Yesterday I took them to get their pictures taken. We were the ONLY people in the studio. He had been fed. He wasn't tired. And still - Whiz freaked out by the end. I had him in the new (and quite comfortable) double stroller. He started screaming. This is very uncharacteristic for him. I tried to shush him. I tried to hold him. He didn't calm down though. He got more and more dysregulated. Then, right after I buckled him into his carseat, he vomited all over himself.

Anxiety barf is nasty!!

I said something about Whiz's ability to barf on command to Mom, yesterday. She laughed and said he's been that way his whole life.

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I called ECI for Whiz this week. His language delays are becoming more and more concerning to me.

He knows that language has meaning. And my gut tells me that he's developmentally advanced when it comes to his receptive language.

But his expressive language is VERY far behind.

Granted, he's using sign language. So he does have spontaneous speech. That is good! But he simply can't repeat basic sounds back to form words. For example, we read a book called The Belly Button Book. It's hilarious and says that hippos call their bellybutton a Bee Bo. Try as Whiz might, he can't repeat the sounds "bee bo". He turns two years old on July 2. He should be able to repeat basic sounds like that.

So as much as I DO NOT want to fill my schedule up with therapists, I think it's time to have an evaluation done and get a professional involved. I'm not really thinking that they're going to make that huge of a difference. But if I'm missing something important here, or if having a Dx helps Auntie Carla get a stipend when the boys move...I need a professional involved.

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I'm also thinking both boys need to see a doctor to be evaluated for FASD. I'm not convinced that either boy has the physical markers. But I'm not a professional. Both boys are tiny. According to my calculations, Whiz is in the 3rd percentile for height. I was told by CPS that Whiz has a heart murmur...or at least that he was born with one. Neither boy has language they way they should. Granted, Rex is only two weeks away from turning one. I was told by at least one speech therapist that "normal" development is one word at one. Rex does not have anything close to speech. He barely babbles. He isn't picking up sign. And he almost never uses anything but crying to get our attention. (Which, by the way, is very exhausting some days!) I do know that Rex was born five weeks early. So maybe that's playing into some of his developmental issues. Either way...I'd like it ruled out.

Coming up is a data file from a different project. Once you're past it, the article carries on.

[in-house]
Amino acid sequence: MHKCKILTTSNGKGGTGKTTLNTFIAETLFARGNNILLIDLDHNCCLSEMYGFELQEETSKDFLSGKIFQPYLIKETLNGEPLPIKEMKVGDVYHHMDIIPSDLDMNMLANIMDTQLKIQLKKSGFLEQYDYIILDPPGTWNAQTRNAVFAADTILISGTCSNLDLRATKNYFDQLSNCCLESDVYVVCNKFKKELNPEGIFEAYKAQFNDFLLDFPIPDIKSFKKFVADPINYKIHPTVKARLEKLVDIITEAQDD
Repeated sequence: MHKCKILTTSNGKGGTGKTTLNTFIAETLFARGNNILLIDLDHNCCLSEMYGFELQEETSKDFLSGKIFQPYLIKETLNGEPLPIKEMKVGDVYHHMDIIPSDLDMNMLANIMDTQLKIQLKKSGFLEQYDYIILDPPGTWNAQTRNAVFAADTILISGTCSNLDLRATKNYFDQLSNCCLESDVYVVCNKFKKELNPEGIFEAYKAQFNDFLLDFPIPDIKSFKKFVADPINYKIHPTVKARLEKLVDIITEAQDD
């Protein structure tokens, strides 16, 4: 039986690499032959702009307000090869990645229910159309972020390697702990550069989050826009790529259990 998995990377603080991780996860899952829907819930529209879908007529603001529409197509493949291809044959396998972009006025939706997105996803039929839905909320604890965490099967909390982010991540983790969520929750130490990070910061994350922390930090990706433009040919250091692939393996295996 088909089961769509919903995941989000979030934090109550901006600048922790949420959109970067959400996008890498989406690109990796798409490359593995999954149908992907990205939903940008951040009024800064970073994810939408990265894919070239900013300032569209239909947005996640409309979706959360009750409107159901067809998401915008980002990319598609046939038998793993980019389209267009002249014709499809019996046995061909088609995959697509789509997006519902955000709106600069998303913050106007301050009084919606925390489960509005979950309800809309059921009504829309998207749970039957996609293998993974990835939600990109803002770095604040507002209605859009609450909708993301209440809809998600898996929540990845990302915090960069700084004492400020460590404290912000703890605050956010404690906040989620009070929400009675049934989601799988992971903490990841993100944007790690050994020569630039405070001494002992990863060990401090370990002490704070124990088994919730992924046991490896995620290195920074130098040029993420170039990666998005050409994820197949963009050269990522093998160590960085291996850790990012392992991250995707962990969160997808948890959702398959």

Mom also told me that two of her other children (Whiz and Rex have three half-siblings that live elsewhere) have an autism diagnosis. I double checked with My Genius Brother. He agreed with me, FASD and autism have many symptoms that cross-over. A doctor that doesn't do a thorough exam could easily diagnose a kid with autism when it's really trauma and FASD.

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The next court hearing is May 23rd. Like always, I will have to bring the kids with me. Even if they are excused, I will probably go to court. I want to know what's really going on. I want to hear what the lawyers actually have to say in this case. I want to know exactly what the judge has to say about the ICPC. I don't trust CPS to tell me much. Their current worker is an odd one. I can't quite put my finger on her. She seems good enough...but distracted.